plastic solvent cements - again


ed_mines
 

Has anyone recently bought plastic solvent cement that isn't too fast to evaporate?

I bought white label plastruct solvent cement which doesn't gack up the brush like orange label, but it dries so fast that the brush is frequently dry before it hits the model.

Currently sold Duco cement is also lightening quick to dry.

In their zeal to eliminate unfriendly chemicals from the environment, the government has eliminated many products that work, replaced by products that barely work at all.


Ed Mines


Todd Sullivan
 

Hi Ed,

I still like Testor's Plastic Cement.  It has a decent working time, and I use it 95% of the time in assembling plastic models and parts.  It actually can be used to clean brushes that have paint or plastic residue on them.  The only downside is that it stinks (by design).

Todd Sullivan
Liverpool, NY


Jared Harper
 

I do not think anything could be better than good old MEK.

Jared Harper
Athens, GA


---In STMFC@..., <sullivant41@...> wrote :

Hi Ed,

I still like Testor's Plastic Cement.  It has a decent working time, and I use it 95% of the time in assembling plastic models and parts.  It actually can be used to clean brushes that have paint or plastic residue on them.  The only downside is that it stinks (by design).

Todd Sullivan
Liverpool, NY


steel77086@...
 

Ed,
 
Try Testors plastic cement.It is slower to dry- gives you several seconds to adjust parts.Although some people don't like it, I have had good results with it. I also Plastruct orange and white label cements,as well as Ambroid Pro Weld (which is as fast and as strong as Tenax-but you get more for your money), as well as CA cement (esp. gap filling).
 
Vince Altiere
 

In a message dated 5/30/2016 11:38:18 A.M. Eastern Daylight Time, STMFC@... writes:


Has anyone recently bought plastic solvent cement that isn't too fast to evaporate?

I bought white label plastruct solvent cement which doesn't gack up the brush like orange label, but it dries so fast that the brush is frequently dry before it hits the model.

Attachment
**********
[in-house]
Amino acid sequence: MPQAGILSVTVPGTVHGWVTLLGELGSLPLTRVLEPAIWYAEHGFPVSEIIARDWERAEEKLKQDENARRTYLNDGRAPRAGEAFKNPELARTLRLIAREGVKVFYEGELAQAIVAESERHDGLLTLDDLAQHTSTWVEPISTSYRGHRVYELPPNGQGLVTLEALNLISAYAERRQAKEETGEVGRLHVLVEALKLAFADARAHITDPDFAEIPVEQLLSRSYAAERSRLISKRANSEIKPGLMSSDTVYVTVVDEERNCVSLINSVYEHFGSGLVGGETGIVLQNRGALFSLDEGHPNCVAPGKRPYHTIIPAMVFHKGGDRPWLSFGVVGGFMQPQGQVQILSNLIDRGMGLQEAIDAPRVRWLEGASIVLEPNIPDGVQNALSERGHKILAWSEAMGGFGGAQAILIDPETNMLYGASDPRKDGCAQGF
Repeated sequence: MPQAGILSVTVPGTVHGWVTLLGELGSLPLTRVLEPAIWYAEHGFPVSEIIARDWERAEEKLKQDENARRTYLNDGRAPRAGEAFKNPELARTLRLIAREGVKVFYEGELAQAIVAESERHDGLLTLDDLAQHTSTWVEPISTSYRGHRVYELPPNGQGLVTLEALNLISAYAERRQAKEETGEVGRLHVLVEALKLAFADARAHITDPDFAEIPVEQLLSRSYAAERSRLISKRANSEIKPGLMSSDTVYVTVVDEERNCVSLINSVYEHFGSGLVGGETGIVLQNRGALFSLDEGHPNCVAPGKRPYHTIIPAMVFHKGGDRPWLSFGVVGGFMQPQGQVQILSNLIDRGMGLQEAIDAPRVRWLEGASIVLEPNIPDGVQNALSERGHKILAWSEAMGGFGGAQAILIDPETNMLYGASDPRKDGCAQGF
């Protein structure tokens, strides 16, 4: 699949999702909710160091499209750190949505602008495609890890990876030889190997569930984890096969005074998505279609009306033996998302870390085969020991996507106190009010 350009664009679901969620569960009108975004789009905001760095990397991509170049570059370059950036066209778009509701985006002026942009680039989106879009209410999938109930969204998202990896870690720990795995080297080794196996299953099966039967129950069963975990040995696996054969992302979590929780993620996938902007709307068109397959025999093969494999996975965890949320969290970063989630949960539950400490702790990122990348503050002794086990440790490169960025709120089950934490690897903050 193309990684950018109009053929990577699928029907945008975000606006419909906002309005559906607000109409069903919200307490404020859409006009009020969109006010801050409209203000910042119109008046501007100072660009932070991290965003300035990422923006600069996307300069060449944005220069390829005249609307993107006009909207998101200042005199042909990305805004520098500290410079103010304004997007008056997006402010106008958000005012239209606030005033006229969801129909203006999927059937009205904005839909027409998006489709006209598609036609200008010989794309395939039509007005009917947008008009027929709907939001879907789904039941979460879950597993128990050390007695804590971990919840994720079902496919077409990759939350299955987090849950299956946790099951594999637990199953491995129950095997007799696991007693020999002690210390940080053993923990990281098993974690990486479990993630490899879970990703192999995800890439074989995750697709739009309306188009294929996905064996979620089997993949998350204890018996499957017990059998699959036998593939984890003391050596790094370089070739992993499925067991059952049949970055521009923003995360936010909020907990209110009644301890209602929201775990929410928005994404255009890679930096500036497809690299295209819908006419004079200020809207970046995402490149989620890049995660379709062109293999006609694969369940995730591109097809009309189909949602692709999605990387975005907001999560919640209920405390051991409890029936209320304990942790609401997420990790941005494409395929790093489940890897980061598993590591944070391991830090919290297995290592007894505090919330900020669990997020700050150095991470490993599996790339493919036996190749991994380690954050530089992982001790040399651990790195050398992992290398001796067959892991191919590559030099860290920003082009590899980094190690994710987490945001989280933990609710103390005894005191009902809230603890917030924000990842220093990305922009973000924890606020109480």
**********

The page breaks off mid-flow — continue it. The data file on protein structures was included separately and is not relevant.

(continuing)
Currently sold Duco cement is also lightening quick to dry.

In their zeal to eliminate unfriendly chemicals from the environment, the government has eliminated many products that work, replaced by products that barely work at all.


Ed Mines


Bill Welch
 

AMEN, AMEN, AMEN

Anyone have any of the old square squat jars they want to pass on?

Bill Welch


Tony Thompson
 

Bill Welch wrote:

 

AMEN, AMEN, AMEN

Anyone have any of the old square squat jars they want to pass on?

      Bill, I'm with you on the "untippy" old bottles. And you don't have to fight with the "safety" cap.

Tony Thompson             Editor, Signature Press, Berkeley, CA
2906 Forest Ave., Berkeley, CA 94705         www.signaturepress.com
(510) 540-6538; e-mail, tony@...
Publishers of books on railroad history






Todd Sullivan
 

I made a 3" square of 1" thick hard plastic foam and made a hole in the center for the bottle, and I save old bottles without the safety caps.  I transfer about 1/4" of cement from the new bottle to the old bottle, and refill the 1/4" when I use it up.  This prevents most bottles from getting tipped over, and also limits the spill if I get really 'thumbsy' and knock the bottle around or over.

Todd Sullivan
Liverpool, NY


ed_mines
 

My recollection is that I used Testors before I bought the 2 too fast drying  plastruct solvents and it was slower drying. But I must have had that jar for years.


In my last job I had a drum of MEK plus smaller amounts of 20 other solvents.


Ed Mines



Bill Welch
 

My latest foray to a hobby shop to purchase liquid Testors to refill my 20-year old square bottle resulted in purchasing two partially empty (or full depending on your perspective) bottles. Did not pay "full" price of course. It looked to me that there was lot that made it out of the factory with the tops not screwed in properly. My message is to examine your purchases.

I have to admit I hate the safety tops, they are really hard to get loose. I remember on more than one occasion cutting the plastic part away because I could not get it to function.

Having said this I really like the way it works.

No one has mentioned the two Tamiya offerings. One comes in six-sided low squat bottle w/orange cap and label. The other in a little bit taller square bottle labeled "Extra Thin." Both have built-in brushes, the Extra Thin brush is a small diameter.

I have 2-3 small 10/0 paint brushes I use w/Testors. When I am working with it I leave the cap off with one of the brushes sitting in the jar. It sits to my left so I am not breathing it in.

Bill Welch


John Sykes III
 

I don't mess with the hobby shop solvent cements at all anymore.